A Summer of Kochiku
Kochiku is getting plenty of attention from the new CII team.
Written by Josh Eversmann.
Kochiku is an open-source tool which automatically partitions test suites into distributable chunks, or shards. Most of Square’s projects use Kochiku to quickly get test results by sharding the work between a few hundred Kochiku-workers running in Amazon EC2. Since the number of developers pushing code at Square is rapidly increasing, a team was formed to focus on the improvement and administration of Kochiku. The team has already made a number of quality-of-life changes for projects on Kochiku and written entire features that make the tool even more useful. We decided to open source Kochiku about a year ago, so our team works to keep the public version of Kochiku up-to-date with Square’s internal version — often building out feature branches on GitHub and pulling them into the Square version later. This means the work we’re putting into Kochiku benefits everyone.
What’s new in Kochiku?
Here’s a quick rundown of the growth of Kochiku, roughly in the order that the new features were developed:
Worker Health Dashboard: This new page makes it possible to look at the track record of the entire cluster of kochiku-workers, identifying workers which may be wrongly failing builds.
Action Caching: All of the large and commonly viewed pages load faster and refresh less often, making the web UI more responsive.
Cluster Auto-Scaling: Kochiku monitors cluster utilization levels and can be configured to bring workers up or down based on demand.
Better Submodule Support: All of the remote server configuration options now also apply to submodules, allowing you to use aliases, mirrors, or the local caching strategy for repos that use submodules.
More Useful Emails: Kochiku now sends emails for successful builds (in addition to failures), and the content of the emails is more informative.
Configuration Changes: testcommand and onsuccess_script moved into the kochiku.yml and can be changed from inside the repository. You can also request the uploading of arbitrary log files by the kochiku-workers, instead of only log/*.log.
Project Health Tracking: Nobody likes flaky tests, so now Kochiku shows stats for similar parts across recent builds to track down problematic files.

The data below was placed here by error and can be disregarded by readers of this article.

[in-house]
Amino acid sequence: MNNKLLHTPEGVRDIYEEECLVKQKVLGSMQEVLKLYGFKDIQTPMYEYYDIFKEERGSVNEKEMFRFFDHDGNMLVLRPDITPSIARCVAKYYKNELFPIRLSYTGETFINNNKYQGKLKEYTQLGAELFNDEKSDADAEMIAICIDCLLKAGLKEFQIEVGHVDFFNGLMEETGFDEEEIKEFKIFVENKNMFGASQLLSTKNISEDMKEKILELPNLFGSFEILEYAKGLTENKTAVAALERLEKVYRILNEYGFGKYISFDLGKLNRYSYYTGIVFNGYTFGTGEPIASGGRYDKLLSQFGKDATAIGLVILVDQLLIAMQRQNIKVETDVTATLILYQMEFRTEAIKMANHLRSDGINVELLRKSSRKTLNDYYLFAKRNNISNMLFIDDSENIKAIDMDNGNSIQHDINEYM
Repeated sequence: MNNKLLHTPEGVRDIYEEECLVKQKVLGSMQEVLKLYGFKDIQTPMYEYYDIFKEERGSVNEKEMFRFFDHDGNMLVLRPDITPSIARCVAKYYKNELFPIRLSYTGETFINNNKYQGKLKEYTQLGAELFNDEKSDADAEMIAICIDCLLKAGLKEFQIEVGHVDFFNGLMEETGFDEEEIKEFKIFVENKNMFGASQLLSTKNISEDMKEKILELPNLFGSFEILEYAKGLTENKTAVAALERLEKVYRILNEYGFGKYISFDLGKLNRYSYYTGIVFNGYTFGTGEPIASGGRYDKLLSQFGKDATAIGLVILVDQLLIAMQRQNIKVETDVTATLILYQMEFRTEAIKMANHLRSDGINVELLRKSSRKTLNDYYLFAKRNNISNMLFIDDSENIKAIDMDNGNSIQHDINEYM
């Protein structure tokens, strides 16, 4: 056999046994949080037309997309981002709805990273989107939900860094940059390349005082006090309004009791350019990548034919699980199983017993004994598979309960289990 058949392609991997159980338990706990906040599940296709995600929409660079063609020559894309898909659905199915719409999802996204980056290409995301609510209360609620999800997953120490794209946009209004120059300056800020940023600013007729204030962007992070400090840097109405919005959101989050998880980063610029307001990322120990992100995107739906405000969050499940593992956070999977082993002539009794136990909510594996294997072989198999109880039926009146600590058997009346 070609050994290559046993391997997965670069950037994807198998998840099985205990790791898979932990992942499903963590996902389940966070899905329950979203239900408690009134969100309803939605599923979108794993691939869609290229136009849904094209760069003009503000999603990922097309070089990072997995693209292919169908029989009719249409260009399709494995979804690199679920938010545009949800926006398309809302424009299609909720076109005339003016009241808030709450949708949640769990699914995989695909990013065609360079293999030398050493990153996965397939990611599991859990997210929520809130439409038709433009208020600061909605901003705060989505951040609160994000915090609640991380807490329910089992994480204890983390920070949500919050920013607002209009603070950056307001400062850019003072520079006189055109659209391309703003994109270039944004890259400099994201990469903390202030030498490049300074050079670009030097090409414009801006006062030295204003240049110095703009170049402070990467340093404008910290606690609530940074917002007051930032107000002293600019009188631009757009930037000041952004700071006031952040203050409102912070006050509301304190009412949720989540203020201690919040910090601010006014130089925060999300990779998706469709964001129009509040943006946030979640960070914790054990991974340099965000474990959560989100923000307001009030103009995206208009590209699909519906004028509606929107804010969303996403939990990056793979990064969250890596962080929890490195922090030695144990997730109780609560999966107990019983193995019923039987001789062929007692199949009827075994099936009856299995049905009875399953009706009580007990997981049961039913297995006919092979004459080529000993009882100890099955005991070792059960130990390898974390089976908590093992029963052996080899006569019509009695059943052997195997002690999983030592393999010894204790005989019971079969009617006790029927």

New Partitioner Framework: After some refactoring, Kochiku is getting smarter, and it starts with the Maven Partitioner.
The Maven Partitioner, and why it matters
Kochiku’s ability to run tests is entirely language agnostic, as it simply invokes a given shell script, but the real strength of the tool is in its partitioning. By using the often overlooked time_manifest feature, Kochiku can split files between workers for optimal test completion time. However while this is awesome for ruby apps, it isn’t the best way to think about all projects.
Much of Square’s Java code base lives in a single, monolithic repo, separated into many maven modules; a practice made popular by companies like Google and Facebook that allow changes across many parts of the company’s infrastructure to be pulled in atomically. Running tests for commits in such a large repo is very time consuming if not done intelligently, and the Maven Partitioner was built as an extension to Kochiku to shard our monolithic Java repo.
Maven projects are organized according to a fairly strict convention. By using knowledge of these conventions and maven’s dependency annotations, the Maven Partitioner builds and tests only modules that are impacted by the changes in a given commit. This cuts the number of modules to be tested from well over a hundred to about a dozen on average, with no loss of fault detection despite skipping entire test suites.
The changes to the partitioning logic — which made way for the Maven Partitioner — also allow for additional partitioners to be built with knowledge of other languages, build tools, and frameworks. This allows Kochiku to grow in both strength and simplicity as a tool for building varieties of projects. As Square continues to support Kochiku in the future, we’d like to add intelligence for using other technologies, such as the Go language or Twitter’s Pants Build Tool. Josh Eversmann I know just enough about computers to complain about them almost constantly.medium.com